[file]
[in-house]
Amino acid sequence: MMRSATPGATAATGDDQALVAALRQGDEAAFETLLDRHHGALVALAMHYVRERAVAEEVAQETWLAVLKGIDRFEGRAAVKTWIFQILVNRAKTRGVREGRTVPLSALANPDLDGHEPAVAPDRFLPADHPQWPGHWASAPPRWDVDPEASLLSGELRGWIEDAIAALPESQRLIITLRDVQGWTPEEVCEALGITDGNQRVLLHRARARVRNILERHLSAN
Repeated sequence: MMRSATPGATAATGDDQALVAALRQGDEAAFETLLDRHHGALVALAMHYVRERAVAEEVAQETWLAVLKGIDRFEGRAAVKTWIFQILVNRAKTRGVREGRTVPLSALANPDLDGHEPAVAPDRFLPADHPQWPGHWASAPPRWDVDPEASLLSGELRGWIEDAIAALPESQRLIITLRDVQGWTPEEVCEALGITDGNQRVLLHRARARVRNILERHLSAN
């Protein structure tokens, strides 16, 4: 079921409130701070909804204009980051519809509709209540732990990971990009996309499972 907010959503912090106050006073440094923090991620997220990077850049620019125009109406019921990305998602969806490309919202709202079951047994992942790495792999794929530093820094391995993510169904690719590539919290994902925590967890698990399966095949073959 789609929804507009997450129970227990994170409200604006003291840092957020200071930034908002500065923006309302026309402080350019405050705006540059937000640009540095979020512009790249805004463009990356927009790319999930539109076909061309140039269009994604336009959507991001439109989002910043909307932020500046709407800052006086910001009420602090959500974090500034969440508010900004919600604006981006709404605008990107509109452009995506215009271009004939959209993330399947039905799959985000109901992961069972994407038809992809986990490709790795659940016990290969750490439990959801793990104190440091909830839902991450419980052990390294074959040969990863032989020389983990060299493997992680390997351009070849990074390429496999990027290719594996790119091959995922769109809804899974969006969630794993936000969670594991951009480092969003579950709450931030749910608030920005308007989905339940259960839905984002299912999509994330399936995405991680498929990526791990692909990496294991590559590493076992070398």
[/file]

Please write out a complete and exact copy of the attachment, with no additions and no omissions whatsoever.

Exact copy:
[in-house]
Amino acid sequence: MMRSATPGATAATGDDQALVAALRQGDEAAFETLLDRHHGALVALAMHYVRERAVAEEVAQETWLAVLKGIDRFEGRAAVKTWIFQILVNRAKTRGVREGRTVPLSALANPDLDGHEPAVAPDRFLPADHPQWPGHWASAPPRWDVDPEASLLSGELRGWIEDAIAALPESQRLIITLRDVQGWTPEEVCEALGITDGNQRVLLHRARARVRNILERHLSAN
Repeated sequence: MMRSATPGATAATGDDQALVAALRQGDEAAFETLLDRHHGALVALAMHYVRERAVAEEVAQETWLAVLKGIDRFEGRAAVKTWIFQILVNRAKTRGVREGRTVPLSALANPDLDGHEPAVAPDRFLPADHPQWPGHWASAPPRWDVDPEASLLSGELRGWIEDAIAALPESQRLIITLRDVQGWTPEEVCEALGITDGNQRVLLHRARARVRNILERHLSAN
């Protein structure tokens, strides 16, 4: 079921409130701070909804204009980051519809509709209540732990990971990009996309499972 907010959503912090106050006073440094923090991620997220990077850049620019125009109406019921990305998602969806490309919202709202079951047994992942790495792999794929530093820094391995993510169904690719590539919290994902925590967890698990399966095949073959 789609929804507009997450129970227990994170409200604006003291840092957020200071930034908002500065923006309302026309402080350019405050705006540059937000640009540095979020512009790249805004463009990356927009790319999930539109076909061309140039269009994604336009959507991001439109989002910043909307932020500046709407800052006086910001009420602090959500974090500034969440508010900004919600604006981006709404605008990107509109452009995506215009271009004939959209993330399947039905799959985000109901992961069972994407038809992809986990490709790795659940016990290969750490439990959801793990104190440091909830839902991450419980052990390294074959040969990863032989020389983990060299493997992680390997351009070849990074390429496999990027290719594996790119091959995922769109809804899974969006969630794993936000969670594991951009480092969003579950709450931030749910608030920005308007989905339940259960839905984002299912999509994330399936995405991680498929990526791990692909990496294991590559590493076992070398």